Seeing Tarpon roll is always exciting, but running full speed to the school and throwing lures isn’t your best option to hook up on one of these incredible fish. Spend some time stalking these fish to understand how and why they feed a certain way.
Questions to think about while observing these tarpon:
Once you start building a hypothesis as to why the fish are focusing on a certain spot, you can begin to understand how to target them. This isn’t to say soaking a piece of dead bait sitting at the bottom of a hole isn’t a good place to start fishing for them, but the sooner you start to understand why they feed in a certain place, the better fisherman you’ll become.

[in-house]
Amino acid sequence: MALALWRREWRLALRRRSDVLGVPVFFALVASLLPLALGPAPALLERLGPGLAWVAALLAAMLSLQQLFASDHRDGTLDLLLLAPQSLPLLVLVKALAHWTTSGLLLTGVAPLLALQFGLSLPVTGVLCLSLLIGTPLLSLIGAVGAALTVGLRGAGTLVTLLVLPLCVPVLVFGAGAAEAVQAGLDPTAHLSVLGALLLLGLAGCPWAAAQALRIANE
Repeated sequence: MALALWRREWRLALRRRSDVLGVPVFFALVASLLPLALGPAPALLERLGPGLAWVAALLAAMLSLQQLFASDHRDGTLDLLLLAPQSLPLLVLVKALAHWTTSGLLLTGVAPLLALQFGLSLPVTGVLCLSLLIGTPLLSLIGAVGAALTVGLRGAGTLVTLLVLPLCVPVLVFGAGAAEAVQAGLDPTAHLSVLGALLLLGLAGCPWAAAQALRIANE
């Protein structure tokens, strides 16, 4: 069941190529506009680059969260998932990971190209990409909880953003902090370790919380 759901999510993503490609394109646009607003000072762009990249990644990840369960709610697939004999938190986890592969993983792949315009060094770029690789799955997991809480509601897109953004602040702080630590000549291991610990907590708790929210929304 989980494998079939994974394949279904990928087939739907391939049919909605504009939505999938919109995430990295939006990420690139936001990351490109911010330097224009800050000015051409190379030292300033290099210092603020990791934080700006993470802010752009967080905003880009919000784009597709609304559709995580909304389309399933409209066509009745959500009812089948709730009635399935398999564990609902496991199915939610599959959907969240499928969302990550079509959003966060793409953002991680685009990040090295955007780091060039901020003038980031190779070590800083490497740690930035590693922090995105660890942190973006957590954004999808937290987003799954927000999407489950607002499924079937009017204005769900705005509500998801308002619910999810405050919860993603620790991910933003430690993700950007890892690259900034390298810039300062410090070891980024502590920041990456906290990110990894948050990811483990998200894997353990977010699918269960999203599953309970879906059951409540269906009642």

In the spring, summer, and fall Georgetown’s estuaries hold plenty of menhaden and mullet for large fish to feed on. While both baits are great for targeting Tarpon, getting the correct size bait with the correct size hook could be the difference between jumping a Georgetown Tarpon and catching one. For a 6-7" mullet I like to fish with a 7/0 hook. You can increase or decrease the hook size as the bait size changes. Many Tarpon have been caught on large mullet (10” or larger), but Tarpon can also strike a bait that size without even getting the hook in their mouth.
Georgetown’s five rivers can kick up silt. When fishing for Tarpon with lures, I like to use ones that send out some vibration. Paddle tail soft plastics that send out vibration or suspending twitchbaits and topwater poppers with a good rattle, are two great options. If the water is a little clearer or you are in a position where you can easily place a lure in front of a Tarpon spoons, jerkbaits, and bucktails are great options, too. In clearer conditions, EP Baitfish, the Cockroach, or the tried and true Lefty’s Deceiver are great lures to try.